Still, the fact that so many of the recently arrested terror suspects from his riding were born in Canada was, he concedes, “totally shocking.”
In fact, although he describes him as “a completely ordinary guy,” Mr. Kahn intersected with Qayyum Abdul Jamal, the caretaker and radical speaker at Mississauga’s Ar-Rahman Islamic Centre. Invited to speak at the strip-mall site last year, Mr. Kahn was introduced by Mr. Jamal, who preceded him with a rant against Canadian institutions and, in particular, the deployment of Canadian troops in Afghanistan. Mr. Jamal said the soldiers were allegedly raping Muslim women.
Mr. Kahn left after telling the assembled group that they shouldn’t accept the “misinformation.”
“That reinforces my message that our community must be more vigilant. We mustn’t allow others to spit venom. We have to speak up and tell them to stop,” Mr. Khan says.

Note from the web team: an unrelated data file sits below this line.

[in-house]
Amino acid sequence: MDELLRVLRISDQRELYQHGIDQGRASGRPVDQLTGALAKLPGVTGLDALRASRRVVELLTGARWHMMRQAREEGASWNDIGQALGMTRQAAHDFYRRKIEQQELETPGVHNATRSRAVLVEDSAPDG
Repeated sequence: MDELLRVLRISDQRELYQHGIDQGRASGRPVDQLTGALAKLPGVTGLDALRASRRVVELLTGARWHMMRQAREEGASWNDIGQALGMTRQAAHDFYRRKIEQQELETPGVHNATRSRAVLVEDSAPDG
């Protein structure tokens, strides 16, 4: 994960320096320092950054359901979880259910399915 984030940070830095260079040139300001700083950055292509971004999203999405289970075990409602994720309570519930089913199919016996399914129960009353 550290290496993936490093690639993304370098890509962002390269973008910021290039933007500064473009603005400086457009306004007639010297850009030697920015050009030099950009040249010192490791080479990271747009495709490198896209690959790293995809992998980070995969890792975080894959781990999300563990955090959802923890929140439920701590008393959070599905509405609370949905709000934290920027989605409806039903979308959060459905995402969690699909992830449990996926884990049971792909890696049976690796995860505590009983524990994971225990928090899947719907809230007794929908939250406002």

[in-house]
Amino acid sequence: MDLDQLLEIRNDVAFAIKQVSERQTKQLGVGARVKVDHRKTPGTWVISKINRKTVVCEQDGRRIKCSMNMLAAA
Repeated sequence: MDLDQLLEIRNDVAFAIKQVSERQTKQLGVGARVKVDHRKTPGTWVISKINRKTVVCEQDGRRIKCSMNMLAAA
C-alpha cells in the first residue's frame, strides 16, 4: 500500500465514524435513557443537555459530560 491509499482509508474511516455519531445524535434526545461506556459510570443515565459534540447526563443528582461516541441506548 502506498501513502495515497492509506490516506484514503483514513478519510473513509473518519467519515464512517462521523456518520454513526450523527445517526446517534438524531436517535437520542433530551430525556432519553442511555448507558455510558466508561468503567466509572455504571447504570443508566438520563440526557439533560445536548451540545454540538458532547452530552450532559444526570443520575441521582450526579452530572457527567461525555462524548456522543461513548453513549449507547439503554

“We should set some standards for imams, establish where and how they are trained. We shouldn’t let some of the people who are preaching do so,” Mr. Khan says.
His suggestion for the next few weeks is, in fact, to stop the preaching and start discussion with those who come to pray about how to address the current crisis.
Furthermore, he says parents have to stop turning a blind eye if they notice changes in the behaviour of their teenaged children.
“If a child is abused or falls victim to drugs or other crimes, we intercede and seek help,” he observes. “Why is this any different? It’s a crime, too. A very dramatic one maybe, but just a crime.”